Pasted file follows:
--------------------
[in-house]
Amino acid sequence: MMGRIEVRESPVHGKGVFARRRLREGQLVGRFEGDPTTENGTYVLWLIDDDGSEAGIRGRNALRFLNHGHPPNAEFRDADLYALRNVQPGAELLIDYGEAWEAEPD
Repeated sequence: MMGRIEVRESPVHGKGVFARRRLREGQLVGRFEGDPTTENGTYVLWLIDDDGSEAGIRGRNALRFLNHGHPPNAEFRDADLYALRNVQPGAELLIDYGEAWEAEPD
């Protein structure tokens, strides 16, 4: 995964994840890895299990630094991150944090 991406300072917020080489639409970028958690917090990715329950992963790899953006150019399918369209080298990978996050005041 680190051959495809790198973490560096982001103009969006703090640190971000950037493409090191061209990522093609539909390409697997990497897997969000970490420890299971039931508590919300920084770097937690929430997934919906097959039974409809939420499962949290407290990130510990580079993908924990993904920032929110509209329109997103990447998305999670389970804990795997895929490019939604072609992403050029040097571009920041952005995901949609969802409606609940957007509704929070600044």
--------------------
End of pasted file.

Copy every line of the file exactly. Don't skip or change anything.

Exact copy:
[in-house]
Amino acid sequence: MMGRIEVRESPVHGKGVFARRRLREGQLVGRFEGDPTTENGTYVLWLIDDDGSEAGIRGRNALRFLNHGHPPNAEFRDADLYALRNVQPGAELLIDYGEAWEAEPD
Repeated sequence: MMGRIEVRESPVHGKGVFARRRLREGQLVGRFEGDPTTENGTYVLWLIDDDGSEAGIRGRNALRFLNHGHPPNAEFRDADLYALRNVQPGAELLIDYGEAWEAEPD
């Protein structure tokens, strides 16, 4: 995964994840890895299990630094991150944090 991406300072917020080489639409970028958690917090990715329950992963790899953006150019399918369209080298990978996050005041 680190051959495809790198973490560096982001103009969006703090640190971000950037493409090191061209990522093609539909390409697997990497897997969000970490420890299971039931508590919300920084770097937690929430997934919906097959039974409809939420499962949290407290990130510990580079993908924990993904920032929110509209329109997103990447998305999670389970804990795997895929490019939604072609992403050029040097571009920041952005995901949609969802409606609940957007509704929070600044």